China Is Ready for War — Are We?

Written by Jason Simpkins
Posted February 24, 2023

China’s spy balloon caught the nation’s attention, but there’s something far more serious concerning Pentagon officials this week…

Evidence that China is prepared to send weapons to Russia. 

Such assistance could provide a badly needed lifeline for beleaguered Russian forces. 

But it would also send an unmistakable message to the rest of the world…

China is ready for war. 

In a way, that seems totally natural. 

After all, we knew this day would come.

China has been building up its military for decades, and in the process, it’s grown more assertive (aggressive, even) in its diplomacy.

However, it’s also somewhat jarring, because the modern world has never seen China as a military power.

Remember, this is a country whose own historical doctrine laments a “century of humiliation” — a 100-year period from the mid-19th century to the communist revolution in which it was completely and totally victimized by today’s Western powers.

That includes the Opium Wars carried out by Great Britain and several ruthless invasions by imperial Japan in the 1930s and '40s.

So this is new. China has never before been considered a modern military power. 

Yet inserting itself so directly into this conflict which has become a symbolic (and really, a proxy) war pitting Western democracy against a tyrannical aggressor would establish that it is just that...

A global military power with its own capacity to intervene and influence international outcomes.

Up to this point, China has been content to act diplomatically. 

Its leader, Xi Jinping, and his loyal officials have made explicit declarations of support for the Russian invasion while simultaneously blaming the United States and the West for its escalation. 

As soon as the war broke out, the two powers touted a friendship “with no limits.”

China has also supported Russia economically, buying up Russian energy resources and selling back industrial goods and tech components to compensate for Western sanctions. 

China bought $50.6 billion worth of crude oil from Russia from March–December last year, up 45% from the same period the previous year.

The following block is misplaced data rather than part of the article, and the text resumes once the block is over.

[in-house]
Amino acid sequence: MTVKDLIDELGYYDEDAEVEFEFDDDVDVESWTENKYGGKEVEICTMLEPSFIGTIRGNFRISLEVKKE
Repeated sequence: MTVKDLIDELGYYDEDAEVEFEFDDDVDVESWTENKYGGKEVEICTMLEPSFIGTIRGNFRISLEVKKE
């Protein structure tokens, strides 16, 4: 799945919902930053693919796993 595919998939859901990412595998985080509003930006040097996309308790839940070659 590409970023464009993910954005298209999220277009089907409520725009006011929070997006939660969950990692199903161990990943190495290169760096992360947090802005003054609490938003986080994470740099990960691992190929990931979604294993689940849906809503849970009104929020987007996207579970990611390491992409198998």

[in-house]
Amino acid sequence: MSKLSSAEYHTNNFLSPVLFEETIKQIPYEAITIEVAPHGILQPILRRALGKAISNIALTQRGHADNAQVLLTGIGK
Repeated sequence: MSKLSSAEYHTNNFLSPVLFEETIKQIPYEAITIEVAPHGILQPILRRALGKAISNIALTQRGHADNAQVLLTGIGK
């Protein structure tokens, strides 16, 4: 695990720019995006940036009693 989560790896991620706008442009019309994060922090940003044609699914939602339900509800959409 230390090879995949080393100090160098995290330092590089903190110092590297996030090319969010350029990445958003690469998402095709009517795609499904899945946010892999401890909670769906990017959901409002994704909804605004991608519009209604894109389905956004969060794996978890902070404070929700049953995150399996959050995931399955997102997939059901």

It imported $10 billion worth of coal, which was a 54% increase. 

And natural gas purchases soared 155%, to $9.6 billion.

As a result, trade between China and Russia jumped 30% in 2022, to a record-high $190 billion.  

In return, Russia has been spending billions on Chinese machinery, electronics, base metals, vehicles, ships, and aircraft. However, the goods exchanged in those deals, while clearly used for military manufacturing, have ostensible civilian purposes.

So, again, actual weapons sales would mark an entirely new escalation. 

And a dangerous one. 

As I’ve said (and we’ve all observed), Russia’s invasion has not gone well. 

First, Ukraine denied Vladimir Putin the quick victory he thought he’d easily win, and then Ukrainian forces retook almost all of the land Russia had seized in the eastern part of the country. 

Over the winter, the two sides reached a bit of a stalemate, but over the past few weeks Russia has launched a counteroffensive of its own. 

That, too, has failed… so far. 

Chinese weapons could be enough to tip the scale especially if they arrive before Ukraine has fully integrated the pending influx of Western tanks.

Ukrainian forces are also running out of ammunition as Russia continues to conscript thousands of new soldiers to throw into the meat grinder.

Even if they fail to turn the tide, weapons shipments from China would almost certainly cause the West to increase its support with more advanced armaments that have been held back like F-16s, for example. 

That would, in turn, antagonize China, which suddenly has more invested in the conflict than a passive political interest.

It might even deploy weapons from its hypersonic arsenal weapons we don’t have and can’t defend to destroy advanced American tanks and equipment. 

Or, with the United States distracted in Ukraine, China might finally make its long-awaited move on Taiwan, jeopardizing U.S. Pacific assets.

In the end, we might all be sucked into WWIII. 

That’s why I spend so much time researching and investing in the defense sector.

And it’s why I recently launched Secret Stock Files, an investment service that focuses exclusively on military technology, with weekly updates and monthly videos.

So be sure to check that out if this kind of thing interests you or you just want to make money.

Fight on,

Jason Simpkins Signature

Jason Simpkins

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Jason Simpkins is Assistant Managing Editor of the Outsider Club and Investment Director of Wall Street's Proving Ground, a financial advisory focused on security companies and defense contractors. For more on Jason, check out his editor's page. 

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